H.G. Wells's 'liberal fascism'
UNSPECIFIED. (2000) H.G. Wells's 'liberal fascism'. JOURNAL OF CONTEMPORARY HISTORY, 35 (4). pp. 541-558. ISSN 0022-0094Full text not available from this repository.
During the 1930s H.G. Wells's theory of revolutionary praxis centred around a concept of 'liberal fascism' whereby the Wellsian 'liberal' utopia would be achieved by an authoritarian elite. Taking inspiration from the militarized political movements of the 1930s, this marked a development in the Wellsian theory of revolution from the 'open conspiracy' of the 1920s. Although both communist and fascist movements evinced some of the desired qualities of a Wellsian vanguard, it was fascism rather than communism which came closest to Wells's ideal. However, in practice, despite the failure of approaches to parties of the left and centre as possible agents of revolution, Wells rejected the British Union of Fascists. The disparity between Wells's theory and his actions when faced by the reality of fascism echoes the unresolved tension between ends and means at the heart of the concept of 'liberal fascism'.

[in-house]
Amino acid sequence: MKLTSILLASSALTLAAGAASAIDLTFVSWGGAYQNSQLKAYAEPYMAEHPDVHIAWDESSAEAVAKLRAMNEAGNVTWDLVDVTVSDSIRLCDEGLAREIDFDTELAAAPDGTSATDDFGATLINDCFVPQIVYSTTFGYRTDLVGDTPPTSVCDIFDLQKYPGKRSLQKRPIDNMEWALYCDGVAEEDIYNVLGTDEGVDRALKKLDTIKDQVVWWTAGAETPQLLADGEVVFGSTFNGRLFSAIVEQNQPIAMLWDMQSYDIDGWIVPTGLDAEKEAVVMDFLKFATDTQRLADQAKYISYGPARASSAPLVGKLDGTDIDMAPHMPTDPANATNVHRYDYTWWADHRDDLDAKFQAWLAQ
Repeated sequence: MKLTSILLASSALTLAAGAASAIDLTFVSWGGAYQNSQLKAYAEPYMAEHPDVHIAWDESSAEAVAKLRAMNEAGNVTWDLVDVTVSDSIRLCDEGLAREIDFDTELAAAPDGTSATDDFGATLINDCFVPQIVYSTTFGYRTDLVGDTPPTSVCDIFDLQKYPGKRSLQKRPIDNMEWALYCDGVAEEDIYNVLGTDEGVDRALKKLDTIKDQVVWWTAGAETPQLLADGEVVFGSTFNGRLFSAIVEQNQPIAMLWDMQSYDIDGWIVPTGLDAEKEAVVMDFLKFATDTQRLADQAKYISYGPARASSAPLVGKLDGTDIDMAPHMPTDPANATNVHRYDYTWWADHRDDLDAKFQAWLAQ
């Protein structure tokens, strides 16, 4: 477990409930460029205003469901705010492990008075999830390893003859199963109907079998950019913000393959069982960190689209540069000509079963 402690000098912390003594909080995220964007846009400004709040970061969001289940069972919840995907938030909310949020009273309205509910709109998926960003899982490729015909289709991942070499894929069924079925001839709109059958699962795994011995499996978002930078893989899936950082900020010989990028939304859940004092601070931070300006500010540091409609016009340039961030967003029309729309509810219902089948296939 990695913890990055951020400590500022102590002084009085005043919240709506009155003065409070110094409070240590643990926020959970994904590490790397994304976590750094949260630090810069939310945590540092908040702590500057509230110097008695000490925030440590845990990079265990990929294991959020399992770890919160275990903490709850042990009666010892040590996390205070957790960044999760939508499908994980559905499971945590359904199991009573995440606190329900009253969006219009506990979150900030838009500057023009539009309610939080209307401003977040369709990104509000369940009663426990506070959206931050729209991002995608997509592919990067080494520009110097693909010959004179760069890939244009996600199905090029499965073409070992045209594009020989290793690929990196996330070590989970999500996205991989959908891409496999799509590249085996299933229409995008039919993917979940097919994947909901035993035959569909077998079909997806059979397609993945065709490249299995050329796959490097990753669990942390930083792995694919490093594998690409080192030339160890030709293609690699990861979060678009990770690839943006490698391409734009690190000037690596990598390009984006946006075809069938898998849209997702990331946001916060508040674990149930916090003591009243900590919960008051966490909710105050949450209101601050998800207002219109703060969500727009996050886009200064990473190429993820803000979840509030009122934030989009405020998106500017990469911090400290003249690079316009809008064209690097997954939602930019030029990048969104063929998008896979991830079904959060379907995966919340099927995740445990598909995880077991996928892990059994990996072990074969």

|Item Type:||Journal Article|
|Subjects:||D History General and Old World|
|Journal or Publication Title:||JOURNAL OF CONTEMPORARY HISTORY|
|Publisher:||SAGE PUBLICATIONS LTD|
|Official Date:||October 2000|
|Number of Pages:||18|
|Page Range:||pp. 541-558|
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